'Godfather of goth' hires former Birthday Party producer Nick Launay for 'urgent' 12th album
Much like one of the Ole’ Time Religion preachers sometimes alluded to in his lyrics, those who worship at the Church of Nick Cave know exactly what they are letting themselves in for.
His last, 2001’s No More Shall We Part, seemed musically and thematically the quintessential definition of his art: tear-soaked ballads of a grown man’s heartache and many a meticulously arranged God-fearin’ dirge. Nocturama sees Cave purposefully attempt to add new flavour to an old recipe. Written and recorded with relative haste, this is his conscious attempt to inject a sense of urgency probably not heard on a Bad Seeds album since 1994’s Let Love In.
For an album borne of such restlessness, it rarely drops its guard of poised confidence. The anaemic “Rock Of Gibraltar”?rhyming “Malta” with “altar”?is a disappointing exception, and while the closing “Babe, I’m On Fire” is the kind of torrential punk-rhumba that’s been missing from Cave’s past couple of albums, at nearly 15 minutes it risks hammering the song’s experimental novelty to death.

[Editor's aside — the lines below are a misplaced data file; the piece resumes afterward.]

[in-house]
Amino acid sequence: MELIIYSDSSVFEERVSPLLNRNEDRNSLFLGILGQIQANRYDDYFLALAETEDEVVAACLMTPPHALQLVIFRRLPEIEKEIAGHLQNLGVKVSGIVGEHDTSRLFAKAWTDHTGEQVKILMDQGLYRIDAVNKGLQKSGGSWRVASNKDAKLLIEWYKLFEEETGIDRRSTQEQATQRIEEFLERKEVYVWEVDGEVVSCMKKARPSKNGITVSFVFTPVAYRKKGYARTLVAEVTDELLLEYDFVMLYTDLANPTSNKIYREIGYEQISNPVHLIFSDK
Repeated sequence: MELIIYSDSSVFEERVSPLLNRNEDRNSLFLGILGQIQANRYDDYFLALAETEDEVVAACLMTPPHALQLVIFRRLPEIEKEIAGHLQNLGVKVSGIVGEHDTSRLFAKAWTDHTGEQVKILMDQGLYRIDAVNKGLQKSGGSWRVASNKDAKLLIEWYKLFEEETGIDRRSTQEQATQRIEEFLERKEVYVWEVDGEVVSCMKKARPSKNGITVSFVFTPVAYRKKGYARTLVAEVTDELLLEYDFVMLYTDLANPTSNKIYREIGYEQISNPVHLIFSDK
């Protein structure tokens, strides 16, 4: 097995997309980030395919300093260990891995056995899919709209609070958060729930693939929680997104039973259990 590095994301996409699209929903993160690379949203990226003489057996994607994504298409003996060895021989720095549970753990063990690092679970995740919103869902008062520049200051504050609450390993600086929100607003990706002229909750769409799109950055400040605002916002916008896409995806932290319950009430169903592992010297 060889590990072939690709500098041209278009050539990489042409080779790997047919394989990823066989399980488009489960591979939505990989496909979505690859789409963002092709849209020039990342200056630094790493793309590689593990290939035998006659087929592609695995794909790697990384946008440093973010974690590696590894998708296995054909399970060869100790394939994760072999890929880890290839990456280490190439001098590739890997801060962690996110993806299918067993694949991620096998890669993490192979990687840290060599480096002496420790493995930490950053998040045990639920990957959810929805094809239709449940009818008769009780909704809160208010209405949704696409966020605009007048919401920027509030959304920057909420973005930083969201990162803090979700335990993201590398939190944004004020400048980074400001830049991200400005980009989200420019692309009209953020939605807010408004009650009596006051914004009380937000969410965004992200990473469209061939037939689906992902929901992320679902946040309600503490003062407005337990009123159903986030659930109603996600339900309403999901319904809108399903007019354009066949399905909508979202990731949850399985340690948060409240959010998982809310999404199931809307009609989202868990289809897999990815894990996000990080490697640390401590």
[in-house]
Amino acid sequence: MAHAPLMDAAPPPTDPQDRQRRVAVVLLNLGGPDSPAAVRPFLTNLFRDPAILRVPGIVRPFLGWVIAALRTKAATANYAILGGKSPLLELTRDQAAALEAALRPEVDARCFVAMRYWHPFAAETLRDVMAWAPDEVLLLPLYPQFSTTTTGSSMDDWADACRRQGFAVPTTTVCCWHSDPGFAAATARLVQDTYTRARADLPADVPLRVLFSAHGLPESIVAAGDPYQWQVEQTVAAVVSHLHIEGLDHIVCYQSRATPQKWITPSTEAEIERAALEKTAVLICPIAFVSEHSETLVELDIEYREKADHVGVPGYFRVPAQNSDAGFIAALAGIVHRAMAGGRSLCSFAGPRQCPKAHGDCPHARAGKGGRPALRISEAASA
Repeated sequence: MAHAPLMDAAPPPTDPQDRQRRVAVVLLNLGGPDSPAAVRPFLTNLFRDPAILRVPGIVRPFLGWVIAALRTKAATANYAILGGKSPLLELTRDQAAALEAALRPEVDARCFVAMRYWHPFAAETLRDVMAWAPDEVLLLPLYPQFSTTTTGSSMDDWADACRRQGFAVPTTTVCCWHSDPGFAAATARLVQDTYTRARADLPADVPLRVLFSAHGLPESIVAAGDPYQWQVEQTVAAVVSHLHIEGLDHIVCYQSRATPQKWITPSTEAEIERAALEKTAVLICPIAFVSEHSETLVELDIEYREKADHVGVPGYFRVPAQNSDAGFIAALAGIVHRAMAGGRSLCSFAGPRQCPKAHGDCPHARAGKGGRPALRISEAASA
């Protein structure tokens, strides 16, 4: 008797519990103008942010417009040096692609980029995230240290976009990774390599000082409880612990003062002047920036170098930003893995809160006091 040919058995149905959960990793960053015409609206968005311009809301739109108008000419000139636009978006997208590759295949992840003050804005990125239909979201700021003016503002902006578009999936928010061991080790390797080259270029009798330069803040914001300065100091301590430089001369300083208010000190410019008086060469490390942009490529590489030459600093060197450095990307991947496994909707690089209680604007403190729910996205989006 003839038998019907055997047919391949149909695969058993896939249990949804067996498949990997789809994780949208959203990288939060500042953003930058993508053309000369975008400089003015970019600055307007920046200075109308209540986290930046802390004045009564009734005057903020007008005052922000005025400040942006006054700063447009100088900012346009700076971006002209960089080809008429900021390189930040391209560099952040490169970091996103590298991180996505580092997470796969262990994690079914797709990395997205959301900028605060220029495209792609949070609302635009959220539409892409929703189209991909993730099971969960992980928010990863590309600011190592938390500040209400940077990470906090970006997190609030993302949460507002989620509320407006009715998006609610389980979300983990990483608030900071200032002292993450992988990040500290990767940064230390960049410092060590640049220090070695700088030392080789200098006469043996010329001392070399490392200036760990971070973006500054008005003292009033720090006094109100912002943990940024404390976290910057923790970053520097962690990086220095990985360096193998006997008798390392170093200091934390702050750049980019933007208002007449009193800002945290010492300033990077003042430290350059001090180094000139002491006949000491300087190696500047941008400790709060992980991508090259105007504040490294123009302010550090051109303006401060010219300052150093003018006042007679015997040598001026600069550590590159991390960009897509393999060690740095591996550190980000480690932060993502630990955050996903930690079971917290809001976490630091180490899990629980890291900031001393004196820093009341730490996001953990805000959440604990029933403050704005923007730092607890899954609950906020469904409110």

But such transgressions we can forgive when faced with the heart-exploding delivery of Cave and former Saints vocalist Chris Bailey during “Bring It On”, the majestic opener “Wonderful Life” (with its smoking “Come Together” bassline) or the lurching odyssey “There Is A Town” which drifts dreamily upon a wistful sob of violin. And it’s surely a triumph in itself that both “Right Out Of Your Hand” and “Still In Love” are as tender as anything from 1997’s soul-baring The Boatman’s Call.
As the first of three such ‘quick-fire’ albums planned before 2005, Nocturama could be the start of one of the most creatively rich chapters yet in Cave’s career.